Black salve? There was no way I was going to let this one pass.
If there is one thing about alternative medicine, it’s that no one is immune to its pseudoscientific call. No one. Education doesn’t necessarily inoculate one against it. Background doesn’t, either. The power of this sort of quackery comes through the power of story, the power of narrative. Perhaps the most powerful kind of story is the alternative cancer cure testimonial. It is, in essence, a resurrection story—or at least a salvation story. First, a person is, in essence, sentenced to death by being diagnosed with a cancer that is currently incurable. That person is lost and searching for a way to live. Eventually, the person finds an alternative medicine practitioner who says that he can help him. There is, of course, opposition. The person’s friends and family, alarmed at his choice, try to keep him from following what is in essence his new guru or prophet. Faith, however, abides, and the person is not swayed from the path of righteousness. As a result, he is healed and goes forth to preach the gospel to others.
Of course, regular readers of this blog know that the seeming “healing” in these narratives usually is not. The number of alternative medicine “testimonials” (and “testimonial” is the perfect word for them) that I’ve analyzed over the years have shown me that, when the ending of a testimonial is happy, one of two things are going on. The alternative medicine is not the cause of the good outcome, and the person giving the testimonial has misinterpreted cause and effect. This misattribution is particularly common among patients who have a tumor that can be surgically removed. The seem to forget that the surgery is what was curative and that the chemotherapy and/or radiation (which are almost always the modalities they reject in favor of quackery in these narratives) are really the “icing on the cake” in that they decrease the risk of recurrence but are not in and of themselves curative. They also don’t realize that many are “cured” with surgery alone. Indeed, this misattribution over breast cancer alternative “cures” was literally one of the first substantive posts I ever wrote for this blog, albeit in the first version of it. Another good example of this sort of story is Chris Wark, who had his colon cancer removed surgically but attributes his survival not to his surgery, but to the quackery he embraced instead of the recommended adjuvant chemotherapy.
The other explanation for these testimonials is a more tragic one. Specifically, the person giving the testimonial hasn’t died yet, but is going to. I’ve lost track of how often I’ve gone back to find out what happened to patients whose stories I investigated, only to find that they had either gotten worse or died during the time since I wrote about them.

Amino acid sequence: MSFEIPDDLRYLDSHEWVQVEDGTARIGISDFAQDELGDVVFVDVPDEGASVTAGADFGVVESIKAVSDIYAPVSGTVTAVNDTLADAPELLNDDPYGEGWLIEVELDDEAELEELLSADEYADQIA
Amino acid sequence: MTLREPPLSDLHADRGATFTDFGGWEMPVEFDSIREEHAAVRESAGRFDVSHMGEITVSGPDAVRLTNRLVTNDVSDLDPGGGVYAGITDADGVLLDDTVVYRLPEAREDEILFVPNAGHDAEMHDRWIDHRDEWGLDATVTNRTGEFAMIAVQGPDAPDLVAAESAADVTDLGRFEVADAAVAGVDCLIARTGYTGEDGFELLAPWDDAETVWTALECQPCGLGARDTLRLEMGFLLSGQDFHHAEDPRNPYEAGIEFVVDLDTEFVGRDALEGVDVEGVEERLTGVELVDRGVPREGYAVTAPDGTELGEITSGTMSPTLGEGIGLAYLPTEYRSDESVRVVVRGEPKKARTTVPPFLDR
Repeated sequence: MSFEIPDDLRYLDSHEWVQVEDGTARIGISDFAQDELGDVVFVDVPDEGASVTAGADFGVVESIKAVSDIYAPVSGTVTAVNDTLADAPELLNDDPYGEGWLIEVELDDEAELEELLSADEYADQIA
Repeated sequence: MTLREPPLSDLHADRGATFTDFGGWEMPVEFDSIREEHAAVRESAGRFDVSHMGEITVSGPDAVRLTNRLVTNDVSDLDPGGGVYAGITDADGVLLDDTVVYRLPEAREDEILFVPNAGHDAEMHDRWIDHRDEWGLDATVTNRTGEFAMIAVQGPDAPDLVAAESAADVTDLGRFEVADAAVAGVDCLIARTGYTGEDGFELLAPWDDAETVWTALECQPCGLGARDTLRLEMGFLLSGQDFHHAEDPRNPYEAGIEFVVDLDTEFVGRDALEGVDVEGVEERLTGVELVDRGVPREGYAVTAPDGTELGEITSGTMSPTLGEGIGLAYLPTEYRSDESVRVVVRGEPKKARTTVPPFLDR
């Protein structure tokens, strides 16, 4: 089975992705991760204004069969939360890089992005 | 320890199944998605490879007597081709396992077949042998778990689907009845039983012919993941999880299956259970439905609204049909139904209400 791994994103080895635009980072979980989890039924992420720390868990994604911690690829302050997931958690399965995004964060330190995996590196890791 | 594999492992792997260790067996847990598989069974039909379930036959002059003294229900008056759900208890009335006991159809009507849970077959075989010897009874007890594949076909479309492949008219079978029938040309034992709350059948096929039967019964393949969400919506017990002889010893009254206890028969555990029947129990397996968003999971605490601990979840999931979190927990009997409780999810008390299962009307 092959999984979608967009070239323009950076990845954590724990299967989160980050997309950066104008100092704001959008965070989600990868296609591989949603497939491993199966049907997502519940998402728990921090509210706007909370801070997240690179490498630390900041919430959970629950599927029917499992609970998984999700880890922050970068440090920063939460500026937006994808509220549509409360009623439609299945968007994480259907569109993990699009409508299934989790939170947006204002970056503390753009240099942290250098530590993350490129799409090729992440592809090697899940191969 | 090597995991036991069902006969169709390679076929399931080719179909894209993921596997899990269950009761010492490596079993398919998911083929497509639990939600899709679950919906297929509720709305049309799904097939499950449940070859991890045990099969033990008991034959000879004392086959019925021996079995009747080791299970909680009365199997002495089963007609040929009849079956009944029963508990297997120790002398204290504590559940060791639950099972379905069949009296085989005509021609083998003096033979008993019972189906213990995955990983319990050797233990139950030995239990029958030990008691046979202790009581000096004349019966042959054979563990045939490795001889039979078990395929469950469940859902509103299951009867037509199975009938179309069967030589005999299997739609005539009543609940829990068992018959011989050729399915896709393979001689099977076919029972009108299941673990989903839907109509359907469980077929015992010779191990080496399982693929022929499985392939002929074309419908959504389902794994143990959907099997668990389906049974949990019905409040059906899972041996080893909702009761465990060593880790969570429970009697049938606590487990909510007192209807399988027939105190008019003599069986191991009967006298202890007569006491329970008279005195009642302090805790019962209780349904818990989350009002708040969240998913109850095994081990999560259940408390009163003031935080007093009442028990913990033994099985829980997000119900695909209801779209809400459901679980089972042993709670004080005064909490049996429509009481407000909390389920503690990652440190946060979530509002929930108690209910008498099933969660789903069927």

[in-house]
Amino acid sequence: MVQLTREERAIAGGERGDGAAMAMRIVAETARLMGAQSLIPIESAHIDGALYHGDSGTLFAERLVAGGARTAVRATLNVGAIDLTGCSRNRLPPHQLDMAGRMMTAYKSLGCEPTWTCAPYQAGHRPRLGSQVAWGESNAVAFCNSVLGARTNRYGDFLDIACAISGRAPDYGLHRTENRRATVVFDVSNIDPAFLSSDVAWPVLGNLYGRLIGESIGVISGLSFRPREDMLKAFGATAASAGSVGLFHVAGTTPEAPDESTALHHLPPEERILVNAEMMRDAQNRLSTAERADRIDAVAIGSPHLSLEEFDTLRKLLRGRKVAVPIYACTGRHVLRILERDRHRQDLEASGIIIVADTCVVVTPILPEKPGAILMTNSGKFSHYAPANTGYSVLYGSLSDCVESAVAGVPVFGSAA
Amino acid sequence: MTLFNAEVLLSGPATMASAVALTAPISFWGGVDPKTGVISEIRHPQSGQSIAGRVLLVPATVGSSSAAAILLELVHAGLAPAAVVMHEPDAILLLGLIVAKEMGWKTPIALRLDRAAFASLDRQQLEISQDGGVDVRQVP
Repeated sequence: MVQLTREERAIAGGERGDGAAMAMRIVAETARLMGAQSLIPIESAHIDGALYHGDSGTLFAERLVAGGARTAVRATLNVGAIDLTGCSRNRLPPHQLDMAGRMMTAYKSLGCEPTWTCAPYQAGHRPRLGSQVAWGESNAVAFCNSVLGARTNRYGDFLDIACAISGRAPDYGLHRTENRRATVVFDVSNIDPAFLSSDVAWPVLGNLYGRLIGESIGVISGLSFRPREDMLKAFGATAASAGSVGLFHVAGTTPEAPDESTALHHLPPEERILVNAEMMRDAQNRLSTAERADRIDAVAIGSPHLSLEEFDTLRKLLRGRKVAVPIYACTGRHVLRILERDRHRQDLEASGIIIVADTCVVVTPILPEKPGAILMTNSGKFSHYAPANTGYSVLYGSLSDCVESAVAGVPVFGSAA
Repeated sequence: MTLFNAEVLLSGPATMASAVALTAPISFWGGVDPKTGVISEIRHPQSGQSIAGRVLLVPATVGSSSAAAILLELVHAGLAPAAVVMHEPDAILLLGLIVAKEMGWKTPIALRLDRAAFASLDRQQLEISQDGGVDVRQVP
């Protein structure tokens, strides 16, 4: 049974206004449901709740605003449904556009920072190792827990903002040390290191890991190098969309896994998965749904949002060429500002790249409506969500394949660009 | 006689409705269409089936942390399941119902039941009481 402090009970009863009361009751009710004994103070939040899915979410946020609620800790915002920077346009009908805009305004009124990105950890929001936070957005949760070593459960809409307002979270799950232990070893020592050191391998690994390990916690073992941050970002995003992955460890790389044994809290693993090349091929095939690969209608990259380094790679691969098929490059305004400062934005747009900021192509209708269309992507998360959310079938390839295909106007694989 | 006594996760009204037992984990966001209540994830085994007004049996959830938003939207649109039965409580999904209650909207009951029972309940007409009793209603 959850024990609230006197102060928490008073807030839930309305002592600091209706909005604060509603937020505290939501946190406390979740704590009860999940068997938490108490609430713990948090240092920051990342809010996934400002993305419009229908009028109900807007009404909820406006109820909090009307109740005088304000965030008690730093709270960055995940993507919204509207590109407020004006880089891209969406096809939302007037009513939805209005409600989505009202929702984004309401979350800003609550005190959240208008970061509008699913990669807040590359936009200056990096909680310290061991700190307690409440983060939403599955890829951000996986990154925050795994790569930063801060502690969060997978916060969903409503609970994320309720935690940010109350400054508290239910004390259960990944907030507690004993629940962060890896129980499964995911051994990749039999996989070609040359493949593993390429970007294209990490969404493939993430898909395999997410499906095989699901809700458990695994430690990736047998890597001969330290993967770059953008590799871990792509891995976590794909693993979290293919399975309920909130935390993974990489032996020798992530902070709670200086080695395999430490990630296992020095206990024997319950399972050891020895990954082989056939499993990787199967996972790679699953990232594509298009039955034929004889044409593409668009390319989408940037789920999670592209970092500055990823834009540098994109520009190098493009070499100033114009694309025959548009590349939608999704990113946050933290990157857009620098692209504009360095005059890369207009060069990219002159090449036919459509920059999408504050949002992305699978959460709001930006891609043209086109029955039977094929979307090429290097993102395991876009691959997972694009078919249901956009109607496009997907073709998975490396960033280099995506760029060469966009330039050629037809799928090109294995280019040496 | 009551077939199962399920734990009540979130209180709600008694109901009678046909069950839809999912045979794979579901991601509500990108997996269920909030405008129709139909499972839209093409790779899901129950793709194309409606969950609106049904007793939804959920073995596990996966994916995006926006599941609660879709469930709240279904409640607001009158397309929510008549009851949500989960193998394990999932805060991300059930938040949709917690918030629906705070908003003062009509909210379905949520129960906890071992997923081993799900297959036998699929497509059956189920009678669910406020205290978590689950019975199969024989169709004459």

Which brings me back to this tragic story of black salve in Australia:
Helen, 50, had shunned mainstream cancer treatment.
Her grieving family says the “bright and successful” woman had fallen under the influence of a self-described healer and hypnotherapist who told her not to undergo surgery.
Instead he allegedly prescribed an aggressive and painful treatment called black salve, which ate away at her flesh, leaving her swollen and in pain.
Dennis Wayne Jensen claimed he had cured his own brain tumour twice and had cured hundreds of others of cancer, Helen’s family says.
Her partner of 21 years, Belinda Davies, said she would drive Helen out to his North Warrandyte home on the bushy outskirts of Melbourne and watch in disbelief as he put his hands on her body, already “mutilated” from his treatment, and say he was driving out the illness.
“He put his hands on her stomach and would breathe out like he was trying to blow away the cancer, telling us that the cancer was gone, and there was only a tiny little bit still there,” Belinda said.
“And here she was so swollen and distended and just unbelievably ill.”
Helen Lawson was an emergency room nurse who developed ovarian cancer, which was diagnosed after she sought medical care after having noticed a mass in her pelvic region. Imaging studies showed a 17 cm ovarian mass thought to be almost certainly malignant, and she was scheduled for surgery. However, she canceled at the last minute after a visit to Jenson the day before she was due to go in for surgery. She came home and told her partner of her decision:
“She came home and said she wasn’t having a surgery now,” Belinda said.
“She said ‘Denn [Jensen] said the surgery is not going to work, and I’m just a number to them, and the black salve will draw out the cancer and the black salve will do what the surgeons can’t.
“I had a huge fight with her. I was just saying, ‘This is insane, give yourself a chance. For God’s sake, just give yourself a chance.’ ”